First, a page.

AACTA Award for Best Young Actor

From Wikipedia, the free encyclopedia
Jump to: navigation, search
Best Young Actor
AACTA Award
Country Australia
Presented by Australian Academy of Cinema and Television Arts (AACTA)
First awarded 1991
Currently held by Lara Robinson, Cloudstreet (2011)
Official website http://www.aacta.org

The AACTA Award for Best Young Actor is an award presented by the Australian Academy of Cinema and Television Arts (AACTA), a non-profit organisation whose aim is to "to identify, award, promote and celebrate Australia's greatest achievements in film and television."[1] The award is presented at the annual AACTA Awards, which hand out accolades for achievements in feature film, television, documentaries and short films.[2] From 1991-2010, the category was presented by the Australian Film Institute (AFI), the Academy's parent organisation, at the annual Australian Film Institute Awards (known as the AFI Awards).[3] When the AFI launched the Academy in 2011, it changed the annual ceremony to the AACTA Awards, with the current award being a continuum of the AFI Young Actors Award.[3]

The award was first presented in 1991 as "Best Juvenile Performance", and from 1992–2010, it was known as the "Young Actors Award".[4] It was handed out as a special award from 1991-2001, before it became a competitive award from 2002, onwards. Additionally, a cash prize of A$20,000 was given to the winner from 2006–2008.[4]

The award is presented at the discretion of the Academy, and is eligible to an actor or actress who is under the age of eighteen. It is given to an individual who has performed in a lead, supporting or guest role of television, feature film and short film categories.[5]

Winners and nominees[edit]

In the following table, the years listed correspond to the year of film release; the ceremonies are usually held the same year.[A] The performer in bold and in dark blue background have received a special award; those in bold and in yellow background have won a regular competitive award. Those that are neither highlighted nor in bold are the nominees. When sorted chronologically, the table always lists the winning performer first and then the other nominees.[6]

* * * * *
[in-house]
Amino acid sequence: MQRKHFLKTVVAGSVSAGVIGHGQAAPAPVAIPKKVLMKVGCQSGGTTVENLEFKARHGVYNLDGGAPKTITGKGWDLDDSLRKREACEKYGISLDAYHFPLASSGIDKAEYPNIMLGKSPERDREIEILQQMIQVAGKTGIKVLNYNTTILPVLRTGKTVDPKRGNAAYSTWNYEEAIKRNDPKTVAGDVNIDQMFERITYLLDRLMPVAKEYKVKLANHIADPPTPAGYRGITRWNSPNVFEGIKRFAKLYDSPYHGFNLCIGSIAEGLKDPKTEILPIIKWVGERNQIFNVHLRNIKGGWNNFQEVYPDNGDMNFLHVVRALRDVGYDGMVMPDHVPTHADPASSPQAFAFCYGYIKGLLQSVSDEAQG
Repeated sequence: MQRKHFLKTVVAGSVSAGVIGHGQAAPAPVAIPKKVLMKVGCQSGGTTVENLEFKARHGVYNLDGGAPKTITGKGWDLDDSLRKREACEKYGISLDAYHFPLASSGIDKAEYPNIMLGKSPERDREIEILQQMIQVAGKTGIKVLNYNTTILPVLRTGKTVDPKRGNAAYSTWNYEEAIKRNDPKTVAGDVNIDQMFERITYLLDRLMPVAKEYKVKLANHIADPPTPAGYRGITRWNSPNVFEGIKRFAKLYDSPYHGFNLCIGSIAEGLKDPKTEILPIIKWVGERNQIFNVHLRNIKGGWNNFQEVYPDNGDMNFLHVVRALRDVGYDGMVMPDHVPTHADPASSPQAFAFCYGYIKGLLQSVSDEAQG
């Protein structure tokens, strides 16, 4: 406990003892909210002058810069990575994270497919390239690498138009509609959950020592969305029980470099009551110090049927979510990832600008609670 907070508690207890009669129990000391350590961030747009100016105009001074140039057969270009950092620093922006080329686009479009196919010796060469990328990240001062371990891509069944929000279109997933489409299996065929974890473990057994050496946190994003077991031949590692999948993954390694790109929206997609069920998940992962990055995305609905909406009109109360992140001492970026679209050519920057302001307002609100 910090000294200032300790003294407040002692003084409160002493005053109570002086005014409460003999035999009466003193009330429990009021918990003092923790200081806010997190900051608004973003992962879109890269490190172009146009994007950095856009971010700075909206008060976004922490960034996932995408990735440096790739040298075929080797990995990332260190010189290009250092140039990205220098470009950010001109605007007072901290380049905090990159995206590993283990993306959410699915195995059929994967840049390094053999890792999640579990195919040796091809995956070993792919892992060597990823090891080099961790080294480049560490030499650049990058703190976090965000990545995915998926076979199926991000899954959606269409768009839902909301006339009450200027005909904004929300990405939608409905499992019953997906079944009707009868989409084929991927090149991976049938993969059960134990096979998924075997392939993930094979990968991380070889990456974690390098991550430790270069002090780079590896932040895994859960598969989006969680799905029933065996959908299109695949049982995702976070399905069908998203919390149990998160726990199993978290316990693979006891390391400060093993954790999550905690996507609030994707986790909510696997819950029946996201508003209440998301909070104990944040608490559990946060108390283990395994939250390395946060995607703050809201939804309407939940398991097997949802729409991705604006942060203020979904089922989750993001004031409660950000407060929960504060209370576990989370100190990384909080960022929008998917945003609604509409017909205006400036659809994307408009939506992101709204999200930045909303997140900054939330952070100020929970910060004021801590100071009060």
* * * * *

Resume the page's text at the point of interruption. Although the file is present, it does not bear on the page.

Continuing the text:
Contents
AFI Awards (1991-2010)
AACTA Awards (2011-present)
1990s • 2000s • 2010s
  Winner of competitive award
  Winner of special award
Year Nominee Program Character(s) Notes
AFI Awards
1990s
1991
(33rd)
Lauren Hewett Act of Necessity Samantha Television film
1992
(34th)
Alex Outhred Hammers Over the Anvil Alan Marshall Feature film
1993
(35th)
Lauren Hewett Halfway Across the Galaxy and Turn Left X Television series
1993
(35th)
Robert Joamie Map of the Human Heart Young Avik Feature film
1994
(36th)
Zbych Trofimiuk Sky Trackers Mike Masters Television series
1995
(37th)
Jamie Croft That Eye, the Sky Morton 'Ort' Flack Feature film
1996
(38th)
Petra Yared Mirror, Mirror Jo Tiegan Television series
1997
(39th)
Jeffrey Walker The Wayne Manifesto Wayne Wilson Television series
1998
(40th)
Paul Pantano Water Rats Max Ryde Television series
1999
(41st)
Abbie Cornish Wildside Simone Summers Television series
2000s
2000
(42nd)
Kane McNay Mallboy Shaun Feature film
2000
(42nd)
Xaris Miller Eugénie Sandler P.I. Eugénie Sandler Television series
2001
(43rd)
John Sebastian Pilakui Yolngu Boy Lorrpu Feature film
2001
(43rd)
Joshua Jay All Saints Zac Stockwell Television series
2002
(44th)
Emily Browning Halifax f.p. Kristy O'Connor Television film
2002
(44th)
Luke O'Loughlin Escape of the Artful Dodger Dodger Television series
2002
(44th)
Everlyn Sampi Rabbit-Proof Fence Molly Craig Feature film
2003
(45th)